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bench cut cribbing

Dec. 11, 2012, 6:11 p.m.
Posts: 0
Joined: Dec. 7, 2008

I will second Synchro's method.

Having used this technique to build on the Grouse Grind and other steep alpine trails I think that the key is to make the deadman part of a box structure that ties everything together.

To further cantilever the structure inwards we have used large boulders placed on top of the deadman to prevent the structure from sloughing off the steep slope. Without something to hold it in place the slope forces are often too great for the crib to stay in place.

Dec. 12, 2012, 9:38 a.m.
Posts: 690
Joined: Aug. 14, 2007

Love the illistrations. AmbideXCrous actually crosses this ravine again just above. Im going to be doing a little rework on the that area too. Seeing both Thad and Syncro's drawings and hear everyones feed back, I'm inspired to execute this technic a little better.

The tread is a much larger working area up above so I have room to sort things out. I will also be pack in some rebar and a cordless drill to auger proper holes in the beams to tie everything in. The spot is right where the lower rider in white is. I'll document the work and post picture in the next week or so.

http://ca.youtube.com/watch?v=pH51rAX-G3o

Dec. 12, 2012, 12:12 p.m.
Posts: 464
Joined: Nov. 23, 2002

Hey Matt, one other thing I forgot to add is if the slope above the trail bed sheds a lot of water then pack small rocks behind the wall to act as drainage and punch a few holes into the wall with your drill to allow water to escape. It's the buildup of water behind the wall that will put pressure on it and cause it to be pushed away from the bank.

I'm not a human in real life, I just play one on the internet. 

Dec. 12, 2012, 8:50 p.m.
Posts: 5697
Joined: April 10, 2005

When you drill the holes for the rebar, should the drill bit be a little smaller diameter than the rebar, or the same size? If it's the same size it might loosen up after awhile. Drill it smaller [HTML_REMOVED] once the wood gets wet [HTML_REMOVED] swells, it'll all tighten up.

Dec. 12, 2012, 10:17 p.m.
Posts: 10077
Joined: Nov. 19, 2002

When you drill the holes for the rebar, should the drill bit be a little smaller diameter than the rebar, or the same size? If it's the same size it might loosen up after awhile. Drill it smaller [HTML_REMOVED] once the wood gets wet [HTML_REMOVED] swells, it'll all tighten up.

Don't go to small as once you drive the rebar through a stack of timbers it get progressively harder to do. A lot to small and the rebar will bend. We used to make 3 foot long spikes from rebar.

Dec. 12, 2012, 10:22 p.m.
Posts: 464
Joined: Nov. 23, 2002

you can also leave the rebar a few inches long and bend it over on the top with a sledge.

that way there's never any worry of your rod slipping out if the hole is too big

I'm not a human in real life, I just play one on the internet. 

Dec. 12, 2012, 10:23 p.m.
Posts: 464
Joined: Nov. 23, 2002

I'm not a human in real life, I just play one on the internet.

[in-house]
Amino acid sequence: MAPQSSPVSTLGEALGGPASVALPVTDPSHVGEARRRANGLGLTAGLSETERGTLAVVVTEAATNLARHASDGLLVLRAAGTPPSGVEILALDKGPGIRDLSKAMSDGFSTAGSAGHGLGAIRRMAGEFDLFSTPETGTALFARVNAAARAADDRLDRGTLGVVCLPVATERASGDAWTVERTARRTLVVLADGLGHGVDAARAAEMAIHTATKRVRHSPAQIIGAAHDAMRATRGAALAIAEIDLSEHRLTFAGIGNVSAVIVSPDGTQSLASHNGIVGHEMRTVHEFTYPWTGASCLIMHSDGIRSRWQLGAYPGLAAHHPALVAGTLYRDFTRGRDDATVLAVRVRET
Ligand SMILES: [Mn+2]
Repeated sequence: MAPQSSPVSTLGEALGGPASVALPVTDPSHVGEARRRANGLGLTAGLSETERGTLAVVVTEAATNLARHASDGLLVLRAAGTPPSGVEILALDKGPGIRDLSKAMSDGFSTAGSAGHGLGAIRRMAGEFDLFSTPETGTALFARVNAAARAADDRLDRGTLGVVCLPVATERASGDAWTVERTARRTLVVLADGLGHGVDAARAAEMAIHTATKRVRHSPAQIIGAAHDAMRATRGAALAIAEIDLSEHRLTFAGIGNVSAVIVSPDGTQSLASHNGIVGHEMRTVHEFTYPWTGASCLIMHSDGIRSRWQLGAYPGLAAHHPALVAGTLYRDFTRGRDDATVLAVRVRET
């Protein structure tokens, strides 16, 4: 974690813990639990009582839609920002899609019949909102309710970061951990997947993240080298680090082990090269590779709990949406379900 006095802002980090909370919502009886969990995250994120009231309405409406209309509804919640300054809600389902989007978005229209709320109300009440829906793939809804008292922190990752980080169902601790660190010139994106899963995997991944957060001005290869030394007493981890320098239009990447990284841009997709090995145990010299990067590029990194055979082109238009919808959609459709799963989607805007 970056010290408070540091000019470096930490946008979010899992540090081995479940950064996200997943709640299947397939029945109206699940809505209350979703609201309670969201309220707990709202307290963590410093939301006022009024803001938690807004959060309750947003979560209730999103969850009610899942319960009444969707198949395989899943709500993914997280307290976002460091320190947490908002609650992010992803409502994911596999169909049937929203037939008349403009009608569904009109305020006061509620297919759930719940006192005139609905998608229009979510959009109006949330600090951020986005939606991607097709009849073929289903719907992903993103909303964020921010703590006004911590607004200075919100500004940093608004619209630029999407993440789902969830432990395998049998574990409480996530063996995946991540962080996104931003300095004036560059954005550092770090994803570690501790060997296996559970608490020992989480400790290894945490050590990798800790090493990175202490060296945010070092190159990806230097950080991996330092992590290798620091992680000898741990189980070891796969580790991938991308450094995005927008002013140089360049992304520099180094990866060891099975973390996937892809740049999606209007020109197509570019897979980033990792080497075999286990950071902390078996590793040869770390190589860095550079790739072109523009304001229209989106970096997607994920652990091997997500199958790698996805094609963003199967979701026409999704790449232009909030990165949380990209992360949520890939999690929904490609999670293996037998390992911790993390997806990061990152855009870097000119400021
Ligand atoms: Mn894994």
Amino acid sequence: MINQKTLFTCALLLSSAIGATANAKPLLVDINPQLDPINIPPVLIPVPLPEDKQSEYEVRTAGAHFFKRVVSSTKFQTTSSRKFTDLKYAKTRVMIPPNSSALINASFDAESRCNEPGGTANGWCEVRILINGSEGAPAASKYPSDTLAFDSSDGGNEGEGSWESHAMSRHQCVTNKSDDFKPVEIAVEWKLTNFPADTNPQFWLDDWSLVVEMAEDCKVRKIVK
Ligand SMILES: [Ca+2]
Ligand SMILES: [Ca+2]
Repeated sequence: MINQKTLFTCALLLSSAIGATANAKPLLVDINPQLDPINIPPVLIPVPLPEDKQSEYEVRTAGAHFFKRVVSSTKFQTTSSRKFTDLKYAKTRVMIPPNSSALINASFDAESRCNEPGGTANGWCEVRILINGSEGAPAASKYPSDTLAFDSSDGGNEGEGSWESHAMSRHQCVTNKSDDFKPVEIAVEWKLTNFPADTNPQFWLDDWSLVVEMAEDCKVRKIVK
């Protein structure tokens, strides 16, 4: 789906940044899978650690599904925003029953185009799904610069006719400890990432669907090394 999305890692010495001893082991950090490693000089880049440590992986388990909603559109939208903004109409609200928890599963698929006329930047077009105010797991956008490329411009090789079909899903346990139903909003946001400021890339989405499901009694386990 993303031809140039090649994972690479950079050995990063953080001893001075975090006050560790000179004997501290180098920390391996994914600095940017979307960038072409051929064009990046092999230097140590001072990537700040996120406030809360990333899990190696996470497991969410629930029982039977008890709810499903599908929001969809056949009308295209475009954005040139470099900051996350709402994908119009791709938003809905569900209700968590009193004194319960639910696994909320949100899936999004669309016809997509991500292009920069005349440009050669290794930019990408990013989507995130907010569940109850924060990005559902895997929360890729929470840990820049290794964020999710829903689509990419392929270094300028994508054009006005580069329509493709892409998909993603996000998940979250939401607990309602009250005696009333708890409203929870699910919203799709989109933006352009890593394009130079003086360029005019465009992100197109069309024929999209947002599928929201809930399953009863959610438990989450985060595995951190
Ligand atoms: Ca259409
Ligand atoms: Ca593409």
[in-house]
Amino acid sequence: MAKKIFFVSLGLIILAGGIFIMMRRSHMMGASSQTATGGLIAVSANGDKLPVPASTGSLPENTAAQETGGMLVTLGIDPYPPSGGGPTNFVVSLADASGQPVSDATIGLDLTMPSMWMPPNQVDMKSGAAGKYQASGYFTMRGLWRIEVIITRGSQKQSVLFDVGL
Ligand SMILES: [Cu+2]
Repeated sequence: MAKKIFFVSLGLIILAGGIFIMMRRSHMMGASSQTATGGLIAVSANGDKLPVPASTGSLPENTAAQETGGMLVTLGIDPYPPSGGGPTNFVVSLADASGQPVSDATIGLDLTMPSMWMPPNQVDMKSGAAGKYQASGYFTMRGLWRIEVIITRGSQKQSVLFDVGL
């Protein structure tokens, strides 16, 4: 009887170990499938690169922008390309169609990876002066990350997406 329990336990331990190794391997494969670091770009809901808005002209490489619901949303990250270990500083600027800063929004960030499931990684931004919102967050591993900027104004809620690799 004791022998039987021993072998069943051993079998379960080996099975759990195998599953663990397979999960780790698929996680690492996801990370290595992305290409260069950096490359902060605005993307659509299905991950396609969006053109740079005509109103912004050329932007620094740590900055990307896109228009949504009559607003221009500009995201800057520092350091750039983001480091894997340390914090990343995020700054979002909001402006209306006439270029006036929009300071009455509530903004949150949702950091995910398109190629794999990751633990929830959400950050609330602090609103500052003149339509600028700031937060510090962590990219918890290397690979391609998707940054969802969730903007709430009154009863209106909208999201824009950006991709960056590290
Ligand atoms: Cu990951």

Dec. 13, 2012, 9:21 a.m.
Posts: 1065
Joined: Oct. 23, 2003

Keep in mind that Builders Academy uses the IMBA Trail Solutions book as a guideline and reference, and the deadman log is cited as a possible solution for unstable trail beds where other techniques may not be successful. The book's suggestions are not always the best application in our local terrain, and the curriculum is constantly being updated. Your comments are much appreciated, Thad!

IMBA trail solutions book is based on the USFS trail guidelines. It covers the same info, but with an emphasis on solutions that work well for bikes, ex. knicks and rolling grade dips instead of waterbars. The most recent revision of the USFS trail guide added "Trail Solutions" to their bibliography.
http://www.fs.fed.us/t-d/pubs/htmlpubs/htm07232806/page16.htm
There is a wealth of good information in there on bridge design, strength and rot resistance of native trees, geotextiles, etc, etc.

"Why write another trail construction and maintenance guide? Good question. Since publication of the first edition of the "Trail Construction and Maintenance Notebook" in 1996, several excellent books about trail construction and maintenance have been published by the International Mountain Bicycling Association (IMBA), the Student Conservation Association (SCA), and the Appalachian Mountain Club, among others. At the same time, this notebook has remained popular, especially because of its pocket size and its wide availability through a partnership between the Forest Service, U.S. Department of Agriculture, and the Federal Highway Administration's Recreational Trails Program.

Based on helpful critiques of our earlier edition, we made numerous changes to reflect the latest thinking about constructing and maintaining trails. Much remains from the original edition."

I like the USFS manual, because it is available FOR FREE on the web, and FOR FREE from the parks in handy back pocket booklet.
http://www.fs.fed.us/t-d/pubs/pdfpubs/pdf07232806/pdf07232806dpi72.pdf
The IMBA book is $40…. I also like that it is short and sweet, under 150 pages, while the IMBA book is almost 300… I think USFS did a good job of boiling it down to the essentials.

USFS Wetland Trail Design [HTML_REMOVED] Construction; gets into more detail.